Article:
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The Commonwealth as an idea – international collaboration between West/South, and South/South- is certainly under threat. There is an attitude in LDCs and SIDS in the Commonwealth of ‘What’s in it for me’ – and the Commonwealth is not awash with development funds. But multiple networks of human expertise can boost capacity, if leaders use the Commonwealth wisely. Also, in isolation, Commonwealth meetings can seem hidebound by process and generalities. For example, the recent Commonwealth Education Ministers meeting declared an ambitious agenda to share ideas and best practice of how to rebuild education provision after the COVID pandemic. Although the CEM allocated only seven hours to eight themes (which was a very ambitious agenda), this overlooks how and where these meetings link with other discussions and get-togethers – offering a ‘daisy-chain’ of ideas, policy and best practice. Then there is the value of ‘bilaterals’ at meetings – the public doesn’t see discrete private corridor discussions and encounters, which are hugely beneficial. (This is yet another reason why Zoom diplomacy has its limitations, notwithstanding President Zelensky’s highly adept communication strategy in Ukraine’s struggle against the Russian army.)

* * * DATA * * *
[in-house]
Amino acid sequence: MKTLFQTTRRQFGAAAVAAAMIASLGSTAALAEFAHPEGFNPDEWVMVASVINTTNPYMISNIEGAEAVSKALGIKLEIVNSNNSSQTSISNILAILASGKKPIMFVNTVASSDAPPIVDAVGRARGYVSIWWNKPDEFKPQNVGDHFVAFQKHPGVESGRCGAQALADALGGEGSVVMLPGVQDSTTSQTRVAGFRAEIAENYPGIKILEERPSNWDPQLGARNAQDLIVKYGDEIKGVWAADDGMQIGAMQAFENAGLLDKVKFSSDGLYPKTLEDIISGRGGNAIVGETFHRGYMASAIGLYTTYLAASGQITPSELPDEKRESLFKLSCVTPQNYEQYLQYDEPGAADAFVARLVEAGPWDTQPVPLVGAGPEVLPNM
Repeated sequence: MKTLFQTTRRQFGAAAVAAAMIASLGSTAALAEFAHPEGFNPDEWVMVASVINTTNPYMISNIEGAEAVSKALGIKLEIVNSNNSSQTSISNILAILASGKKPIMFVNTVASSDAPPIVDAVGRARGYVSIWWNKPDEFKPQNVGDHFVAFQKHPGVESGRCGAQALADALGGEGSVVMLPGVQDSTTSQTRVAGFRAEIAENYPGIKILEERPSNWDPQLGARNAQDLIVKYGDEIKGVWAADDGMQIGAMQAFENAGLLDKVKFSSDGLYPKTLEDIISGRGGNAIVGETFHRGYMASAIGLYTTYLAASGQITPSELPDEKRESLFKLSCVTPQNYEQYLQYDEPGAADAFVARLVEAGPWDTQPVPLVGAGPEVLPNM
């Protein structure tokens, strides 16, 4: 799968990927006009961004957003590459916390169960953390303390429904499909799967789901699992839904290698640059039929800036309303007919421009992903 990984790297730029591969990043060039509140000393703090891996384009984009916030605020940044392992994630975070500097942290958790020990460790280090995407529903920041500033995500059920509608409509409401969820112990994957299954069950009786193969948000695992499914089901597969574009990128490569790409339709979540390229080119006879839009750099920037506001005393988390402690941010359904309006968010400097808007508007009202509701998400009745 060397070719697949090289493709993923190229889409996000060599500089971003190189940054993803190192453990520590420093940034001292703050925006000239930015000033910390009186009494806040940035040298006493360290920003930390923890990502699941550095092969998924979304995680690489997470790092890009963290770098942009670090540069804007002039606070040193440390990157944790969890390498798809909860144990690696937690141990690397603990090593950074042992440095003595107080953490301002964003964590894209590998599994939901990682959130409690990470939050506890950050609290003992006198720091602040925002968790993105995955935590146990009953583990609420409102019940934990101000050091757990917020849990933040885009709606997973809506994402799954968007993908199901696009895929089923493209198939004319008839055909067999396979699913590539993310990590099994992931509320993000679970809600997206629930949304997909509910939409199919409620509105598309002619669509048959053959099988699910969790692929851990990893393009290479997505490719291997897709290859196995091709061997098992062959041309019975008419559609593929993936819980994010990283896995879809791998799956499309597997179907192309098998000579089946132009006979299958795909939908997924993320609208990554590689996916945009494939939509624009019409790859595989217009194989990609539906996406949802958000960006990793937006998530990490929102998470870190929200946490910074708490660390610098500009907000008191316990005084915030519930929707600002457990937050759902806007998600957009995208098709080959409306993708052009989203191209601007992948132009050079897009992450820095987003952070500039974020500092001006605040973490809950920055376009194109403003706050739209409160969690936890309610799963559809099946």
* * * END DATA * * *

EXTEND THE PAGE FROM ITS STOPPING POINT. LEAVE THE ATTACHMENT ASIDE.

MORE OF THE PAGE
The growing international economic crisis comes hard on the heels of the disruption and damage of the COVID pandemic and climate change. This poses potentially enormous risk to the internal stability of Commonwealth countries:  in addition to the disruption to food supply, the hike in oil prices affecting energy and domestic transport costs (including aviation fuel – a important consideration for those Commonwealth countries seeking to revitalize their tourism sector which has been so battered by COVID pandemic); increased costs in manufacturing and imported goods; the damage to Commonwealth’s support for the global climate change agenda with the likely shift back to coal as the principal source of energy; disruption in financial markets with the increase in interest rates. Individual Commonwealth countries are increasingly stressed by rising levels of indebtedness and the demands of servicing international debt, exacerbated by the considerable dependence on market rather than simply multi-lateral or bilateral loans, or China as preferred lender); the strong possibility of a contraction in development aid flows because of EU, UK and US increased military budgets; the knock on effect on imported goods of world shipping insurance increases; greater food insecurity through rising fertilizer costs and shortages. The commodity price spikes will benefit some Commonwealth countries in the short term, but the current fluctuations make long term budgetary planning more difficult. If the EU economic bloc is pushed into recession, this will constrain demand for goods from the Africa-Caribbean-Pacific group.